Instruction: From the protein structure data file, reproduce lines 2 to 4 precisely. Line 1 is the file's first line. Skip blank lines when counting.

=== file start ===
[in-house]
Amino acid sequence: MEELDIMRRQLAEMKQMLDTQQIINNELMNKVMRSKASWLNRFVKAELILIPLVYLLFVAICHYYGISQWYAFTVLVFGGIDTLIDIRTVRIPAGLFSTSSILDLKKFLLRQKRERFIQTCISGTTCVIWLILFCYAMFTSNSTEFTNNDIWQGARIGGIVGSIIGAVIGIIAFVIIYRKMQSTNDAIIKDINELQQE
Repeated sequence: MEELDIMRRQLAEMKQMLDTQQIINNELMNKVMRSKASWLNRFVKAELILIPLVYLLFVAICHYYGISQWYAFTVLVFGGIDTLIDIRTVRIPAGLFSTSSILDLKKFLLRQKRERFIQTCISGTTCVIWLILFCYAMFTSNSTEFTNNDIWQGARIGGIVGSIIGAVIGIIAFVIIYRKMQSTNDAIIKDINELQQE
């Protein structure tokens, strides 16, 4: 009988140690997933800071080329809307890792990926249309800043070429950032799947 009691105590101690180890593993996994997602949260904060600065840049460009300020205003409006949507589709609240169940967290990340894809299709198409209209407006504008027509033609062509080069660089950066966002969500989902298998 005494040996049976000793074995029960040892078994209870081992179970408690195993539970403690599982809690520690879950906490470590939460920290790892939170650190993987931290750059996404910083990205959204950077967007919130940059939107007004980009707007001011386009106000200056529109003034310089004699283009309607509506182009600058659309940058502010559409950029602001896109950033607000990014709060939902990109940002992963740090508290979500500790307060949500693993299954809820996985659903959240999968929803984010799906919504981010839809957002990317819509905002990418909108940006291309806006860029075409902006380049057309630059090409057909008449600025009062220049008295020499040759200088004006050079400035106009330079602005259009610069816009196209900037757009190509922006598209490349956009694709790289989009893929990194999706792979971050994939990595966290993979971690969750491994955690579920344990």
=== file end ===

Amino acid sequence: MEELDIMRRQLAEMKQMLDTQQIINNELMNKVMRSKASWLNRFVKAELILIPLVYLLFVAICHYYGISQWYAFTVLVFGGIDTLIDIRTVRIPAGLFSTSSILDLKKFLLRQKRERFIQTCISGTTCVIWLILFCYAMFTSNSTEFTNNDIWQGARIGGIVGSIIGAVIGIIAFVIIYRKMQSTNDAIIKDINELQQE
Repeated sequence: MEELDIMRRQLAEMKQMLDTQQIINNELMNKVMRSKASWLNRFVKAELILIPLVYLLFVAICHYYGISQWYAFTVLVFGGIDTLIDIRTVRIPAGLFSTSSILDLKKFLLRQKRERFIQTCISGTTCVIWLILFCYAMFTSNSTEFTNNDIWQGARIGGIVGSIIGAVIGIIAFVIIYRKMQSTNDAIIKDINELQQE
């Protein structure tokens, strides 16, 4: 009988140690997933800071080329809307890792990926249309800043070429950032799947 009691105590101690180890593993996994997602949260904060600065840049460009300020205003409006949507589709609240169940967290990340894809299709198409209209407006504008027509033609062509080069660089950066966002969500989902298998 005494040996049976000793074995029960040892078994209870081992179970408690195993539970403690599982809690520690879950906490470590939460920290790892939170650190993987931290750059996404910083990205959204950077967007919130940059939107007004980009707007001011386009106000200056529109003034310089004699283009309607509506182009600058659309940058502010559409950029602001896109950033607000990014709060939902990109940002992963740090508290979500500790307060949500693993299954809820996985659903959240999968929803984010799906919504981010839809957002990317819509905002990418909108940006291309806006860029075409902006380049057309630059090409057909008449600025009062220049008295020499040759200088004006050079400035106009330079602005259009610069816009196209900037757009190509922006598209490349956009694709790289989009893929990194999706792979971050994939990595966290993979971690969750491994955690579920344990």